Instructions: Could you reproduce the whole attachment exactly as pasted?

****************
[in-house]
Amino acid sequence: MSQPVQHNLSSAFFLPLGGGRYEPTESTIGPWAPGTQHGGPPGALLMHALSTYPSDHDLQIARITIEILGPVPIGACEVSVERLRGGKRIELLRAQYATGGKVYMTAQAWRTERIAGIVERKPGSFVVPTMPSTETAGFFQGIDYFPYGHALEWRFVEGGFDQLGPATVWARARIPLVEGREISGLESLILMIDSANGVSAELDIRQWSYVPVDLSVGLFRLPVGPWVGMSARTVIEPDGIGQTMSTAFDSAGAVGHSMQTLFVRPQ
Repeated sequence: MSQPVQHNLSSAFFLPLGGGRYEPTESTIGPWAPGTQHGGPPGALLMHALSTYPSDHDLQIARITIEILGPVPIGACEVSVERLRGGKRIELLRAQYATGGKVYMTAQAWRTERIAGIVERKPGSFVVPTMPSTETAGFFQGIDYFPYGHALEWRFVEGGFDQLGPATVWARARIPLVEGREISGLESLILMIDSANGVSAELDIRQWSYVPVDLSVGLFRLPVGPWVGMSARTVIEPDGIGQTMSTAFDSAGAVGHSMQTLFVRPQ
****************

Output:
[in-house]
Amino acid sequence: MSQPVQHNLSSAFFLPLGGGRYEPTESTIGPWAPGTQHGGPPGALLMHALSTYPSDHDLQIARITIEILGPVPIGACEVSVERLRGGKRIELLRAQYATGGKVYMTAQAWRTERIAGIVERKPGSFVVPTMPSTETAGFFQGIDYFPYGHALEWRFVEGGFDQLGPATVWARARIPLVEGREISGLESLILMIDSANGVSAELDIRQWSYVPVDLSVGLFRLPVGPWVGMSARTVIEPDGIGQTMSTAFDSAGAVGHSMQTLFVRPQ
Repeated sequence: MSQPVQHNLSSAFFLPLGGGRYEPTESTIGPWAPGTQHGGPPGALLMHALSTYPSDHDLQIARITIEILGPVPIGACEVSVERLRGGKRIELLRAQYATGGKVYMTAQAWRTERIAGIVERKPGSFVVPTMPSTETAGFFQGIDYFPYGHALEWRFVEGGFDQLGPATVWARARIPLVEGREISGLESLILMIDSANGVSAELDIRQWSYVPVDLSVGLFRLPVGPWVGMSARTVIEPDGIGQTMSTAFDSAGAVGHSMQTLFVRPQ